Unlocking seemed to be progressing everywhere with news of new cases, new ‘spikes’ outside the UK being consigned to the footnotes of journalism. We read articles with graphs showing, beyond the possibility of contradiction, that cases of C19 were climbing again.

‘It’s our fault, our own stupidity,’ one of the barn campers said as he left. ‘We are the virus’.

Making hay, thunderclaps and uncertainty

It has been a period of incessant activity. Juliet’s birthday, Lammastide and another glorious full moon came and went. Barely remarked on.

Weather of all sorts has visited us. Of course there have been blue skies and staggeringly beautiful sunsets. But also days of brain-fogging humidity. Clammy, restless nights. Thunder and lightning. Hot heavy showers. Brief power cuts when the storms were close. For a minute or so technology was extinguished. I was mid-conversation with a prospective guest when this happened two days ago. He rang back. ‘I think there’s a problem with my phone,’ he said. I didn’t correct him.

Bad weather is a problem in this holiday business. You feel – or I do anyway – personally responsible – when it rains or is unseasonably cold. Many guests expect perfect, sun-filled days. Some are in lush, green West Wales because their foreign holiday is not feasible or sensible this year. They’ve been locked in for months and their more exotic plans are just not going to happen this summer. And some visitors are here because they know us, have been here before and understand the vagaries of the UK climate.

I am aware of the emotional investment in a short break to the Welsh countryside. I want, in some small way, for a stay on our little farm to replenish these visitors after months of confinement. And I want them to appreciate what an amazing part of the UK we live in… Most do, I think.

Making longterm plans is impossible now. But today we’re making hay, with thunderclaps in the distance and the odd scary shower. This hay will feed our pampered pets for the winter. We have no illusions about being ‘real’ farmers.

It was stickiness in the extreme earlier. Even Miss Baxter looked worn out, overwhelmed by the heat, albeit in a languid feline kind of way. Two buzzards and a red kite circled above the farmyard this afternoon. The newly turned grass was obviously the draw, but, to us, it seemed as if they were waiting for one of us to drop.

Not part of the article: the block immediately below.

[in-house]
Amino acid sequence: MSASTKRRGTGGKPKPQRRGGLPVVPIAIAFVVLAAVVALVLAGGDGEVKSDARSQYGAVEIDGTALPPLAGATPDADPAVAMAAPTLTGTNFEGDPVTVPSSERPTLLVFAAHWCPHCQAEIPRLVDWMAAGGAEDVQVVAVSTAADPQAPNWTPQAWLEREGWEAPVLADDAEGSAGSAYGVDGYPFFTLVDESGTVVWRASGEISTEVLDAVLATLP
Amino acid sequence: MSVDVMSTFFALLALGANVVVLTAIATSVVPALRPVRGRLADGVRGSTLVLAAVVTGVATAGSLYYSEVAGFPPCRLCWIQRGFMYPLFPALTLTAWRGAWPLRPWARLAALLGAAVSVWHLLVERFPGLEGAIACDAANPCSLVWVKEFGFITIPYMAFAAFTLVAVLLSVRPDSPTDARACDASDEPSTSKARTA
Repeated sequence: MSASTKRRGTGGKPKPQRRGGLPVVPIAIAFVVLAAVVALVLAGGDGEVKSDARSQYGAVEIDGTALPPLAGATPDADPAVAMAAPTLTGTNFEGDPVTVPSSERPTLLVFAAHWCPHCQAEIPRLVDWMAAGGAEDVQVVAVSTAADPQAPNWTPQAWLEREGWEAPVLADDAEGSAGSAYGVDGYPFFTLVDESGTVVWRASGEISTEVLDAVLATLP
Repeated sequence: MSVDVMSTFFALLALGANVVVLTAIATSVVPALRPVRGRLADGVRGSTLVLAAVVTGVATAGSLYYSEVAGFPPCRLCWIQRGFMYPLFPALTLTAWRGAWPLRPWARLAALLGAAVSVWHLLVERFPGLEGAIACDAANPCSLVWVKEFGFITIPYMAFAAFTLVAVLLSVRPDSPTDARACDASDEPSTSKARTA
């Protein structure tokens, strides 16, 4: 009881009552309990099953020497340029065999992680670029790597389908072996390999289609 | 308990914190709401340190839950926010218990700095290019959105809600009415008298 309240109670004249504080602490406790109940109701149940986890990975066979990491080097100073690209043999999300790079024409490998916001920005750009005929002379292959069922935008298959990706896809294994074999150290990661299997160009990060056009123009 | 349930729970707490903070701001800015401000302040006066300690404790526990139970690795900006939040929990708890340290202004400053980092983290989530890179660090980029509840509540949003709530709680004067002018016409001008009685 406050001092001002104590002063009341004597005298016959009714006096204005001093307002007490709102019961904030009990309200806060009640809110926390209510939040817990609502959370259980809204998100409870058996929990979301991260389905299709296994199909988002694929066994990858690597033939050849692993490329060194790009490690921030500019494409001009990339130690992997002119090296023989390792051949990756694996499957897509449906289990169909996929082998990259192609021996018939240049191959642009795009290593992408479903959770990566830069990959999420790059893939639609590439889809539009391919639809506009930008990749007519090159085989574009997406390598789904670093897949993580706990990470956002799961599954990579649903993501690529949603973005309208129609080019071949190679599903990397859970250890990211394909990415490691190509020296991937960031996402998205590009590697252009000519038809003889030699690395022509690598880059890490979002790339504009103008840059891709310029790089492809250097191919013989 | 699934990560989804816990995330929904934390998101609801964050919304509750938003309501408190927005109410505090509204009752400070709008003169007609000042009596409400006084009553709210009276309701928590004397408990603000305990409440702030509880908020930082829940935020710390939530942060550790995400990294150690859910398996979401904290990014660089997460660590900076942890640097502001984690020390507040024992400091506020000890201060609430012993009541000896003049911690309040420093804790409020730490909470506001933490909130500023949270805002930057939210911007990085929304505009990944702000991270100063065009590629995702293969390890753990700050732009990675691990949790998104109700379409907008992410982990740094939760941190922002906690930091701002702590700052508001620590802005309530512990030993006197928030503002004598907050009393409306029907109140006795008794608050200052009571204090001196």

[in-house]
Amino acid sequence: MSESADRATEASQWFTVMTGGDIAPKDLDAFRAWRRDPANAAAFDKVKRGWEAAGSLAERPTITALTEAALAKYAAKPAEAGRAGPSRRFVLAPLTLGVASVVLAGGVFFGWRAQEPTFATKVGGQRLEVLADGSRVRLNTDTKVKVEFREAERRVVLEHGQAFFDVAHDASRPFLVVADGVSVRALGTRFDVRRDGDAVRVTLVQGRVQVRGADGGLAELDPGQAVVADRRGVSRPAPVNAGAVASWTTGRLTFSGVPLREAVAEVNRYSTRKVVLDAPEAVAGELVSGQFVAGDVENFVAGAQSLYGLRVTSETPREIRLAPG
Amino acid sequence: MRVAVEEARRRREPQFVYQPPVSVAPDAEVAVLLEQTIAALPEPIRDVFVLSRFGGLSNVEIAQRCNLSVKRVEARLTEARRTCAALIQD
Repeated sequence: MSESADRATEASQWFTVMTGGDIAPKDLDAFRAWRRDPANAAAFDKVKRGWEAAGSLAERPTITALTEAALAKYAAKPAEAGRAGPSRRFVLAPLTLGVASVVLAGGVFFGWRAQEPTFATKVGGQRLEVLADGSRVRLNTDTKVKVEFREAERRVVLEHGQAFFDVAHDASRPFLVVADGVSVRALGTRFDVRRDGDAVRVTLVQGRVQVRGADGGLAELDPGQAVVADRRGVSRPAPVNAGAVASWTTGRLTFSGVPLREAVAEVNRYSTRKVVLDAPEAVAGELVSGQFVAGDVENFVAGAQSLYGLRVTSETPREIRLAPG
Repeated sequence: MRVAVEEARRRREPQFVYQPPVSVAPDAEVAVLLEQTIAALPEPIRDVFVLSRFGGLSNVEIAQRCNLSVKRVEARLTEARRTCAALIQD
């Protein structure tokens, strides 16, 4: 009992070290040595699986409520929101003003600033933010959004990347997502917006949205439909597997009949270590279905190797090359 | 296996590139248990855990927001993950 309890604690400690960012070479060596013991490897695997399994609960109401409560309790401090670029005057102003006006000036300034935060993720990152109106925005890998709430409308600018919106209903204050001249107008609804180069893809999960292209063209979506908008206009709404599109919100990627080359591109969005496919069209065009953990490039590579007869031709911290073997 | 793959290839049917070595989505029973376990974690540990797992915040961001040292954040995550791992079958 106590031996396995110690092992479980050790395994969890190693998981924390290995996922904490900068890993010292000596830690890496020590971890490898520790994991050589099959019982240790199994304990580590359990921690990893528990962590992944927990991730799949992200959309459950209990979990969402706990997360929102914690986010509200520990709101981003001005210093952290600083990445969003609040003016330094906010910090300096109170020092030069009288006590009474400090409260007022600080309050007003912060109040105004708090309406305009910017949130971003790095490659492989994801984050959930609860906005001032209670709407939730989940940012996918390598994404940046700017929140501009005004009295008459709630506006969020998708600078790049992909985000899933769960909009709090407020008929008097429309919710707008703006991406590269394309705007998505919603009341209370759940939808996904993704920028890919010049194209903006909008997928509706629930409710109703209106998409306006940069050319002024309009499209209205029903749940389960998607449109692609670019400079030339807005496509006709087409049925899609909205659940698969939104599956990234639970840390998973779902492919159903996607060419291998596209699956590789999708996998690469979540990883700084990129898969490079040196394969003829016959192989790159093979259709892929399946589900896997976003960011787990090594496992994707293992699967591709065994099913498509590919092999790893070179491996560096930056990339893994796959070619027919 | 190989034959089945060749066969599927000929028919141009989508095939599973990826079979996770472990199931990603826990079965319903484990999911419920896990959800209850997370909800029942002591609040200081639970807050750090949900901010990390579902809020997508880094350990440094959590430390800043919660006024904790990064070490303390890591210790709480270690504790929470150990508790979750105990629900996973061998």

Hay is being baled, despite late afternoon thunderclaps and fat globules of rain. The husband rang down earlier. ‘Get help,’ he said. ‘There’s more than we thought.’

It’ll be a late supper tonight.

Losing things and finding Jane again

Jane Austen is a regular preoccupation. Though not a complete Janiac, quotes and phrases from her novels do pop into my head quite regularly. And soothingly.

It is a truth probably universally acknowledged that a new sock and its mate will soon be parted. I recently received a thank you email from my brother-in-law for a pair of merino walking socks which we sent as a birthday offering. Unexciting, predictable but extremely postable. And he walks a lot, even more so since lockdown. My sister made the sock suggestion and we knew that merino wool would be appreciated. Unlike the husband, my brother-in-law’s also the kind of guy who doesn’t lose things.

With me, there’s a constant loss of pens, not socks. All guests arriving on the farm, whether to stay or to eat, have C-19 contact forms to fill in. Just before a Saturday pizza afternoon/evening,( the first at which guests were going to be able to eat their pizzas outside if they wanted to), the pen shortage had escalated into a mini-crisis. Orla lent me 10 of her store of writing implements, fully believing that she would be able to reclaim them. I’m afraid to say that only 7 remained at the end of the evening.

Early in lockdown I bought three or four packs of pens and stashed them in a top drawer in the farm office. I naively commented to my daughter – ‘that’ll keep us nicely stocked up for the summer’. All have gone without a trace.

A small delivery of wine arrived about two weeks ago (the first since February). With it came a rather smart pen bearing the logo of the local West Wales wine business. I claimed the pen as mine – not for sharing, not for folks to borrow. Of course it’s vanished too.

The last three weeks have been hard, exhausting in fact. Once the donks are in bed, the sheep are fed and we have eaten I have no energy left, especially mental energy. Talking to friends, blogging, reading – all are temporarily on hold. The pendulum has swung too far the other way, but it is as must be for now.

I return to Jane Austen…the other evening, I collapsed happily in front of the concoction that is ‘Becoming Jane’. I’d seen it before, probably twice. But it had a watchable cast and sufficient wit to sustain me until bedtime.

Presence, absence and processing

Life is different, but the ‘old normal’ shows no sign of returning yet. A steady flow of visitors has been arriving, staying and departing since last Tuesday. 12 days now. We’re not currently offering camping, B&B or the big house.

There’s more space between bookings. Which is just as well – we are a smaller team and the whole changeover between guests takes longer. There are more processes and safeguards in place. And we’re slowly getting used to the new system.

Two of the smalls just asked to feed the fish and we all noticed that the eco pond cleaner has stopped working. Once again, the water is green and gloomy. Also, someone has donated two small yellow plastic bath ducks to the pond. It’s a little mystery.

There’s been lots of outside activity. A newer yard tipi has been put up. An ugly old farmyard wall is now white. After a couple of weeks of lifting, carrying, climbing and lifting again the husband has hurt his back. Earlier, he took a couple of anti-inflammatory tablets and went for a brief siesta.